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published: 1/15/05
updated: 8/8/13

Timeline of Tibet and Tibetan Buddhism




Late 13th cent. October 1950 Late 1970s
4th cent. CE Vajrayana Buddhism develops in India.
7th cent. Buddhism arrives in Tibet with the wives of King Songsten Gampo (c.609-650): Princess Wencheng from China and Princess Bhrikuti Devi from Napal. The king builds the Jokhang and Ramoché temples and makes Buddhism the state religion. Conflict with the former national religion, Bön, continues for centuries.
c.775 King Trisong Detsen (c.755-797) of Tibet establishes a monastic community at Samyé based on Indian Mahayana Buddhism. The Tibetan Nyingma school is also formed in the eighth century.
c.792-94 The Great Samyé Debate decides that Indian Mahayana Buddhism is the preferred form of Buddhism for Tibet.
836-42 King Langdarma (c.803-842) of Tibet persecutes Buddhists and supports Bön instead. All monasteries are destroyed and thousands of monks and lay people murdered.
1042 Atisa (c.982-1054), Indian monk and teacher (and former king), arrives in Tibet, where he inspires a renaissance of Buddhism.
1073 The Tibetan Sakya school is established by Khon Kongchog Gyalpo.




12th cent. The Kagyü school of Buddhism is established by Gampopa (1079-1153) in Tibet.
Mid-12th cent. Buddhism in India is virtually extinct, leaving Tibet the center for Indian Mahayana Buddhism.
1253 The Mongolian leader Kublai Khan accepts Tibetan Buddhism, and it becomes the dominant religion of Mongolia.
Tibetan Buddhism expands into eastern and central Asia.
1409 The Geluk school of Buddhism is founded by Tsong Kha pa (1357-1419) with the establishment of Riwo Ganden monastery in Tibet.
1578 Sonam Gyatso (1543-88) is given the title of Dalai Lama by the Mongolian leader Altan Khan. He applies the honor to his two previous incarnations, thus making Gendun Drub (1391-1475) the "first" Dalai Lama.
1903 The Dalai Lama flees to China.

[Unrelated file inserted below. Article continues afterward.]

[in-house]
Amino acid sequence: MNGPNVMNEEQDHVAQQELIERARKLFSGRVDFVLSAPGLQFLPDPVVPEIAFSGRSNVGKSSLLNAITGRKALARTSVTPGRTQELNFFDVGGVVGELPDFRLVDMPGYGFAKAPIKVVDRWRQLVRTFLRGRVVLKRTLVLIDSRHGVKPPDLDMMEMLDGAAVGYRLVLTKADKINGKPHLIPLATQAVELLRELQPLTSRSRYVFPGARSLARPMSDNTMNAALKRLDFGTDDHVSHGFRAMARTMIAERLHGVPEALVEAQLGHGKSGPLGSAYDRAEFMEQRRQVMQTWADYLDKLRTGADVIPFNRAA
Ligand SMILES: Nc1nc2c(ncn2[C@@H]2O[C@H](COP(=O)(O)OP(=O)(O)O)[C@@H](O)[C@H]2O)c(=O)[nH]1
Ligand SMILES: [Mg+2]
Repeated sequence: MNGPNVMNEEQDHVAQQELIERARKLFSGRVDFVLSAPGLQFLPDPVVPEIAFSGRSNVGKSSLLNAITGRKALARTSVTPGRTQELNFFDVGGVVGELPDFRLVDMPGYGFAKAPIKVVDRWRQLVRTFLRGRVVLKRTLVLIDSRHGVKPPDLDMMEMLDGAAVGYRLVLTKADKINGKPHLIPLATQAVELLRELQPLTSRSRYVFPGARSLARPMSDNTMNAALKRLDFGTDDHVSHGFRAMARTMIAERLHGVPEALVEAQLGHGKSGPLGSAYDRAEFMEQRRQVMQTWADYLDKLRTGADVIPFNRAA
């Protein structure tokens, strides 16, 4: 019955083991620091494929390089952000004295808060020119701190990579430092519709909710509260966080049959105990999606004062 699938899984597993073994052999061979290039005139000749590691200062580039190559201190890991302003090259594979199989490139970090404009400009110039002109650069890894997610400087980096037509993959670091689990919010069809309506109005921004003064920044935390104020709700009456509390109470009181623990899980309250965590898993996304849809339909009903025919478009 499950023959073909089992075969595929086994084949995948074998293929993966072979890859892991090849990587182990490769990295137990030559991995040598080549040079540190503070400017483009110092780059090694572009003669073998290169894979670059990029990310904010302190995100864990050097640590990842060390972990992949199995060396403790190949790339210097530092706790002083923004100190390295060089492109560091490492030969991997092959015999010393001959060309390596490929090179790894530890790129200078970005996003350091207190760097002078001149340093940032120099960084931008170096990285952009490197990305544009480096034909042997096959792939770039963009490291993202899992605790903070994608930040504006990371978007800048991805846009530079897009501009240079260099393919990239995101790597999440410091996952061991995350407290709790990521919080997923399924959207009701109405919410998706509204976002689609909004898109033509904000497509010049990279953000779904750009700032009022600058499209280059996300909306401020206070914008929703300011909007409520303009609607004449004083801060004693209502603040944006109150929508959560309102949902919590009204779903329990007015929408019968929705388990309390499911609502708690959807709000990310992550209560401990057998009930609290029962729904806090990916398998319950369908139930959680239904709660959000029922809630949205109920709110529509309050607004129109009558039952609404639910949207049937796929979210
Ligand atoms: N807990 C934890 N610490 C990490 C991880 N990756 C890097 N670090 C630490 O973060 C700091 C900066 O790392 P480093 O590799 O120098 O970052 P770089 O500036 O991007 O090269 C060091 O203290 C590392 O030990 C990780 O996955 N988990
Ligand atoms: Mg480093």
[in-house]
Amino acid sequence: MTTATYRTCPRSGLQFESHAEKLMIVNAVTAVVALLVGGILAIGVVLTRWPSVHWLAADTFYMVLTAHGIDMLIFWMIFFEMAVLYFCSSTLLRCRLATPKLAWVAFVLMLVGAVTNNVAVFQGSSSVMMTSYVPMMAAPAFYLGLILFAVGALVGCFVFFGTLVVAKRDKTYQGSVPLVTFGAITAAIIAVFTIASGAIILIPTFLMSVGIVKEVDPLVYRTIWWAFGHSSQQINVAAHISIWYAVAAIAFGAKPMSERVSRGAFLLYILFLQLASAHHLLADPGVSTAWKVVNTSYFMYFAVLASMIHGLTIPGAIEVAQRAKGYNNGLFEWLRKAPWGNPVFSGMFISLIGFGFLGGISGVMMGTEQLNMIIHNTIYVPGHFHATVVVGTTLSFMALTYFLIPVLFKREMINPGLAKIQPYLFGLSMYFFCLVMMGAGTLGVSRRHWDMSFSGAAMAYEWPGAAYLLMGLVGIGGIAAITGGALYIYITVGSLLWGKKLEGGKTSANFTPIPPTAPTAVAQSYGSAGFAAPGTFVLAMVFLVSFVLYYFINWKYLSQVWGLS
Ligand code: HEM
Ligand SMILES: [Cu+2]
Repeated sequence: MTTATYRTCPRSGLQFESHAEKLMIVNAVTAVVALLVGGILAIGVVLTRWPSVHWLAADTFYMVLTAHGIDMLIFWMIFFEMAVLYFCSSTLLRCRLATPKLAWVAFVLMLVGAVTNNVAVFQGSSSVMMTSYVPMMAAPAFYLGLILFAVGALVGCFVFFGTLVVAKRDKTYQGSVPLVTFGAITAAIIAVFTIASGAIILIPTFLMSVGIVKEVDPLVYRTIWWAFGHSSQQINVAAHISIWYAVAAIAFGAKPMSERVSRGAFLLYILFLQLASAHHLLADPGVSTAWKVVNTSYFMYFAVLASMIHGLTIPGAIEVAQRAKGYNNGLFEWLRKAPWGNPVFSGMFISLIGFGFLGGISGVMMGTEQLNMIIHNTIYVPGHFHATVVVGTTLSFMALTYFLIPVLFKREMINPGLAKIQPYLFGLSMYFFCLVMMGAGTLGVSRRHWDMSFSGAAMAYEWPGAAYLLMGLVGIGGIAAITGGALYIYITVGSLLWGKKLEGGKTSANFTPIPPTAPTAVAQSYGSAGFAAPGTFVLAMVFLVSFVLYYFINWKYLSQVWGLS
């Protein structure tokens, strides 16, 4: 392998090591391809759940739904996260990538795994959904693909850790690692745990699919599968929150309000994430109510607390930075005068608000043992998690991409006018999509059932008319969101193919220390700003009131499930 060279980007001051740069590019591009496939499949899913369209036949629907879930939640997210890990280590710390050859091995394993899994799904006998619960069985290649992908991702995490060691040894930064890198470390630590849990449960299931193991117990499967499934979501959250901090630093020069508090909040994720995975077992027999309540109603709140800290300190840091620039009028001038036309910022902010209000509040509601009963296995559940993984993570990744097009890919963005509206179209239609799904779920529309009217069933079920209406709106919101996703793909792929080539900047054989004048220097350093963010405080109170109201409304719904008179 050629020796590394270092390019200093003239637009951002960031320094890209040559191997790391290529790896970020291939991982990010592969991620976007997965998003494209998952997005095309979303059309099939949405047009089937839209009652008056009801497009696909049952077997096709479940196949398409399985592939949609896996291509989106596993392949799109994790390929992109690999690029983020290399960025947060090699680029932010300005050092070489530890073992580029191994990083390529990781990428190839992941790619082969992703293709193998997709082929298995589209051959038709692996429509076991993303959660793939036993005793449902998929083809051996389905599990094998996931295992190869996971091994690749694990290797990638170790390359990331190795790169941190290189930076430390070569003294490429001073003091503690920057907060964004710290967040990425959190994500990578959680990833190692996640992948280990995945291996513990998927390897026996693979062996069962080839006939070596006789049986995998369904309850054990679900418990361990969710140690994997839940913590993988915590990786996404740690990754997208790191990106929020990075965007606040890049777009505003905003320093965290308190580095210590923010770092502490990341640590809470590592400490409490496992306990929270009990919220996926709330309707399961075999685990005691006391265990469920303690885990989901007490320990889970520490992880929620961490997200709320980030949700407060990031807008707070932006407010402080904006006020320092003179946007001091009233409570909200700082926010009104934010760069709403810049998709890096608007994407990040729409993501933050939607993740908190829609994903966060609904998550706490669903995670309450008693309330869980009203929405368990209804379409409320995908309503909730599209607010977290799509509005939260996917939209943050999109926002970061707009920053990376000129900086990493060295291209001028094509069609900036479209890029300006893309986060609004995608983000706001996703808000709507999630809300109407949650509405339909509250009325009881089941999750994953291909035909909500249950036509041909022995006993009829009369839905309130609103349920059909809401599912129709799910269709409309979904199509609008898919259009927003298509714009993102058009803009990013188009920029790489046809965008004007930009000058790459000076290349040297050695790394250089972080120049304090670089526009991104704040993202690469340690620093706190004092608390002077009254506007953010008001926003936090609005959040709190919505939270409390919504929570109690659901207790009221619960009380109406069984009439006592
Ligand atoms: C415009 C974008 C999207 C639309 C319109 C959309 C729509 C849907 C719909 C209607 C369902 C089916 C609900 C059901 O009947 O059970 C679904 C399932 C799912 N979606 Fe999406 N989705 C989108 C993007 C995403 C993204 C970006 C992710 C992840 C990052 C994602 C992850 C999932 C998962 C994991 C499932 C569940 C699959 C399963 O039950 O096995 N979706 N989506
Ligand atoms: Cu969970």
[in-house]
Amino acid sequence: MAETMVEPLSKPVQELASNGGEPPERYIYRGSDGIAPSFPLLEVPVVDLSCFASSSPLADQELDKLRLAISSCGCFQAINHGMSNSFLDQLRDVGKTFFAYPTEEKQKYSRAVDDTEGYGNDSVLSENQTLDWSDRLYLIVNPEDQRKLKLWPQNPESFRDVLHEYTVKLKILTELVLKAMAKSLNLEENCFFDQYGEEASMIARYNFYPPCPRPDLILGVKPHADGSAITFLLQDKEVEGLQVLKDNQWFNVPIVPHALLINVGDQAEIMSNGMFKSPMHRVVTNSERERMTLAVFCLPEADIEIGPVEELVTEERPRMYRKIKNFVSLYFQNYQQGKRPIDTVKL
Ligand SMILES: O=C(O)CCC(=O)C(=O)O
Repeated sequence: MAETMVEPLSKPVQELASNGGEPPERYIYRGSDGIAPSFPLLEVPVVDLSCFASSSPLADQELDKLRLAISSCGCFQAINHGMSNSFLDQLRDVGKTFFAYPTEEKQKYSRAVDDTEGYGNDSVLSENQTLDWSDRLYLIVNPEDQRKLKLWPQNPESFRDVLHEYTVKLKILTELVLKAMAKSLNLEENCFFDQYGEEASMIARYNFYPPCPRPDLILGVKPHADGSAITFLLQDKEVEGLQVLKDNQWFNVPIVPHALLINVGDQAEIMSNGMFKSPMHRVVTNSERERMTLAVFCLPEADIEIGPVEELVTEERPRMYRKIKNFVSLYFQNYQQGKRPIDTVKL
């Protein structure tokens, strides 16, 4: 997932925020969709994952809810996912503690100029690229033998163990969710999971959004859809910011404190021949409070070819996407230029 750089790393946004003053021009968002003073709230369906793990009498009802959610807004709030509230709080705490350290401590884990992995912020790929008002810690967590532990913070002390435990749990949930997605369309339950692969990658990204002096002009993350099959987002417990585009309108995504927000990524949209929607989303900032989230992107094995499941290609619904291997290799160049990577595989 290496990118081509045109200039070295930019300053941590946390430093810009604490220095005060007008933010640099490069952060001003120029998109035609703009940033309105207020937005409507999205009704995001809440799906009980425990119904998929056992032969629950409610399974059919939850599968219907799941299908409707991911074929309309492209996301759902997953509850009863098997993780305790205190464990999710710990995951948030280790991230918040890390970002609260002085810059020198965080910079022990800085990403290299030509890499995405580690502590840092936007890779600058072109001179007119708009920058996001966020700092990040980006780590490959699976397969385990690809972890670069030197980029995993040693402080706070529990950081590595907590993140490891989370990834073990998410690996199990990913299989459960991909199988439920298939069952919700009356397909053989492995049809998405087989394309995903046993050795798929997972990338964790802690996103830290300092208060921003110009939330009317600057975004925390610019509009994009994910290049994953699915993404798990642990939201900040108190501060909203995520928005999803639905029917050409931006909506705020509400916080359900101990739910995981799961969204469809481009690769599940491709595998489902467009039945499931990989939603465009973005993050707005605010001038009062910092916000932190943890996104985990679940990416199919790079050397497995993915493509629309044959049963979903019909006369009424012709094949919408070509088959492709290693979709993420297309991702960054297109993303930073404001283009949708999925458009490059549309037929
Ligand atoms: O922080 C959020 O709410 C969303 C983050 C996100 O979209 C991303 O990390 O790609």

1904 Treaty between Britain and Tibet signed at Lhasa.
1906 Treaty between China and Britain (without Tibetan participation) recognizes China's suzerainty over Tibet.
1910 Dalai Lama flees to India
1912 After the Chinese Revolution, the Tibetans expel all the Chinese from Tibet and declare their independence from the new republic. Tibet functions as an independent government until 1951 and successfully defends its borders against China until 1931.
1950 Tenzin Gyatso (born 1935) becomes the fourteenth Dalai Lama.
China invades ("liberates") Tibet and suppresses Buddhism.
1951 A Tibetan delegation to China had to sign a treaty that professed to guarantee Tibetan autonomy and religion but also allowed the establishment of Chinese civil and military headquarters at Lhasa.
March 1959 A popular rising at Lhasa is suppressed by China. The Dalai Lama escapes into India.
1963-71 No foreign visitor is allowed into Tibet.
Persecution of Tibetans abated with the end of the Cultural Revolution, but Chinese repression resumed when Tibetans renewed their claims to independence.
early 1980s The Chinese government seeks diplomatic ties with the Dalai Lama and eases some restrictions in Tibet.
1988 China establishes martial law in Tibet after riots break out
1989 The Dalai Lama wins the Nobel Peace Prize.
1995 The Tibetan child Gedhun Choekyi Nyima is identified as the Panchen Lama. He is abducted by the Chinese authorities, who put another child on the monastic throne.
2000 Urgyen Thinley (born 1984), the seventeenth Gyalwa Karmapa, the head of the Kagyü school, escapes from Tibet to India.




References

  1. "Tibet." Encyclopædia Britannica. 2005. Encyclopædia Britannica Premium Service
    15  Jan.  2005 <http://www.britannica.com/eb/article?tocId=71442>.
  2. "Chronology: Buddhism." John Bowker, ed., Cambridge Illustrated History of Religions (Cambridge UP, 2002), pp. 312-13.
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